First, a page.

[Due to technical issues with Typepad yesterday, I am running this for another day.--ES]
Analytical Existentialism is the use of an analytical style to investigate topics that matter to us as human beings capable of feelings and anxieties or joys while doing justice to our first-personal (even phenomological) perspective on these topics (recall this post on Laurie Paul; and this post on Ruth Chang). While Laurie Paul's work has revealed the potential and thrill of analytical existentialism in our times, I was introduced to analytical existentialism around 1991 or 1992 by Jeff McConnell, an instructor at Tufts. If you get a BA from Harvard, a PhD from MIT, and teach at Tufts you are not exactly obscure, but Jeff has published little (this is the only article I am familiar with). I took 'intro to philosophy' and 'existentialism' with Jeff. The 'intro to philosophy' course included Plato's Meno, Descartes's Meditations, Kant's Prolegomena (I think), and a lot of readings from Ammerman's Classics of Analytical Philosophy volume. (We may have also read from the Rorty volume.) In the course on 'existentialism' we read Kierkegaard and Heidegger and such figures, as well as some readings from analytical authors (e.g., Munitz, Nagel, etc.) on topics like 'death,' but the course was really an excuse for Jeff to try out ways to develop the most precise and rigorous was of asking the question 'why do I exist,' (as asked from the first person-perspective).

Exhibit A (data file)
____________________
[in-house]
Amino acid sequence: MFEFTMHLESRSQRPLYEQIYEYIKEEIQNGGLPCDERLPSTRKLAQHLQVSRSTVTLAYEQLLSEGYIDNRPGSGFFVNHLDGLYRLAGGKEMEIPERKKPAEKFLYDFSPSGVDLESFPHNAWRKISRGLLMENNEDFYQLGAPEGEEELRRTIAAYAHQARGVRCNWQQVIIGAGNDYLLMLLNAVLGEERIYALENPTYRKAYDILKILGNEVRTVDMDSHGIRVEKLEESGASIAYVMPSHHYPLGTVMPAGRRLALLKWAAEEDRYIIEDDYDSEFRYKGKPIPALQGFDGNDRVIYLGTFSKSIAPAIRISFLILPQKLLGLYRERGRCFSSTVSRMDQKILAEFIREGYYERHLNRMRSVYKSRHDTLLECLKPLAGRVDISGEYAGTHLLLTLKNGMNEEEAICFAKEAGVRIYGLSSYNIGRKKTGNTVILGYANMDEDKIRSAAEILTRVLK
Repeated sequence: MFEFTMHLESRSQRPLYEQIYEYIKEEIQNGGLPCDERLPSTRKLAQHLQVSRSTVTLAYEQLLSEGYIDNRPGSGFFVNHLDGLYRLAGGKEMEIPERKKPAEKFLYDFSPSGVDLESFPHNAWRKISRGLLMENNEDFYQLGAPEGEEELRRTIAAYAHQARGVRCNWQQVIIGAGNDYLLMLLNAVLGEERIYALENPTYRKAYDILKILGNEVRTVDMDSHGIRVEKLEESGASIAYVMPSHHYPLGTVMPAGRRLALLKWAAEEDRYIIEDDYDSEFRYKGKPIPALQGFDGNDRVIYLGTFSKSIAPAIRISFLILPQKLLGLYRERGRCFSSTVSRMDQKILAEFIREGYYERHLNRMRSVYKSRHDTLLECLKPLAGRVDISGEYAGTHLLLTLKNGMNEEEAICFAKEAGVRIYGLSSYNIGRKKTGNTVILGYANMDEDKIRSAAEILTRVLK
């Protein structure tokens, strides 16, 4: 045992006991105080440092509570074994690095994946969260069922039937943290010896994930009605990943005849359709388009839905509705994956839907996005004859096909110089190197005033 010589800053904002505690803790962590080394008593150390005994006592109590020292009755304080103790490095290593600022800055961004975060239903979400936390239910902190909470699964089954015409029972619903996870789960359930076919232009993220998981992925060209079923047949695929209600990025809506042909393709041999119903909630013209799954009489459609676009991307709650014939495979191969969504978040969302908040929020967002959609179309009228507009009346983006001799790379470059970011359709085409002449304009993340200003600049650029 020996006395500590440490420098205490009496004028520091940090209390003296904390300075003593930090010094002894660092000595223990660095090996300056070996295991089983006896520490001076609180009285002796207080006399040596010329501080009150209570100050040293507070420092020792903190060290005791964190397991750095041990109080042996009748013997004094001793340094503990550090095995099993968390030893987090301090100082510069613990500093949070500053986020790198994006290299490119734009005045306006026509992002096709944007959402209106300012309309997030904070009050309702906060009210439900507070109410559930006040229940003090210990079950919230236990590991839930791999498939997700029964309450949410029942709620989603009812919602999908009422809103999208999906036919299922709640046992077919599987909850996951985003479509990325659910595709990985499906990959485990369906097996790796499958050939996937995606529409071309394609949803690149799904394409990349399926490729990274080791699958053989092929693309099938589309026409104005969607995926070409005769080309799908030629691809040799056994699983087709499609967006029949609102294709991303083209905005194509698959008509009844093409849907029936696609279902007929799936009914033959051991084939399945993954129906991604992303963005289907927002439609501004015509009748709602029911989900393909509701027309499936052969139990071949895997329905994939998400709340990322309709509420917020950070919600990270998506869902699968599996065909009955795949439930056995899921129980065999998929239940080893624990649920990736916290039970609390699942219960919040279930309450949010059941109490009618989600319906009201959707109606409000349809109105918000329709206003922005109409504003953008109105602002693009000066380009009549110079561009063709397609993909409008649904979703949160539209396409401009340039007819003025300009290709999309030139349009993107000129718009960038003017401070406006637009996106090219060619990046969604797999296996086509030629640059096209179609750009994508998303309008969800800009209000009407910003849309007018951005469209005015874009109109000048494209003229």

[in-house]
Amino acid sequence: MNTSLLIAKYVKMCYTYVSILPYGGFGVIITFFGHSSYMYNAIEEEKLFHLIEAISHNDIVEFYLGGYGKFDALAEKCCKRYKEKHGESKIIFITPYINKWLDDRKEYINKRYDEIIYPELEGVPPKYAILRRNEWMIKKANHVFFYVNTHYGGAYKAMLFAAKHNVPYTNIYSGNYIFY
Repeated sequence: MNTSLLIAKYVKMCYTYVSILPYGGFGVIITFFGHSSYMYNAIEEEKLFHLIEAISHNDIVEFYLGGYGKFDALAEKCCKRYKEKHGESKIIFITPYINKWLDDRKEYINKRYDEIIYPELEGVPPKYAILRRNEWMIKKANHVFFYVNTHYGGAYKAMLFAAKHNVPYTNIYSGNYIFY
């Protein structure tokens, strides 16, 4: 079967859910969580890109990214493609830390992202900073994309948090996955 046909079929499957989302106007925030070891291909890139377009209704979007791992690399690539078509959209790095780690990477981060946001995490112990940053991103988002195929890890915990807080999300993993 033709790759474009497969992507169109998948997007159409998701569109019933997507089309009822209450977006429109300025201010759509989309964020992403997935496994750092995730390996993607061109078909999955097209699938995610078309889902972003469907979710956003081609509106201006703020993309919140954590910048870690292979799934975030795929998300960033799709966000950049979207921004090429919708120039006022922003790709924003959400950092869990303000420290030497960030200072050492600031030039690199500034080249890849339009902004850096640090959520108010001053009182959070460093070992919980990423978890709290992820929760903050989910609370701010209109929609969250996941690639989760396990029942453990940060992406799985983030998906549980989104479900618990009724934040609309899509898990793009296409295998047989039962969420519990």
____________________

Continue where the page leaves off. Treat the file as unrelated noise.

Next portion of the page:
I learned that Jeff was working on a manuscript on the topic -- why do I exist? -- by accident; once, I was accompanying John Rawls to his car in the company of Jeff after a key-note that Rawls had given at Tufts. We got lost in the College-Avenue car-park looking for Rawls' car. It was a grey and drizzly day, and I was burning to ask Rawls some questions. (The key one for me was how Rawls would answer the Nietzschean that claimed all value is will to power.) But by the time we had found the car, we were running late for dinner, and all three of us were a mixture of embarrassed, hungry, tired, and contemplative. As we were driving on Mass Ave, Rawls turned to Jeff. (They were both sitting in the front seats, so I was straining to lean forward.) 'Are you still working on why you exist?' 'Yes, Jack," Jeff said, and he added something about how he had made progress on his manuscript. I wouldn't say that Rawls snickered, but I had the distinct impression he chuckled. Quite possibly, it was a warm and generous laugh, but the conversation seems to have ended there (in my memory--for all I know Jeff said a lot more).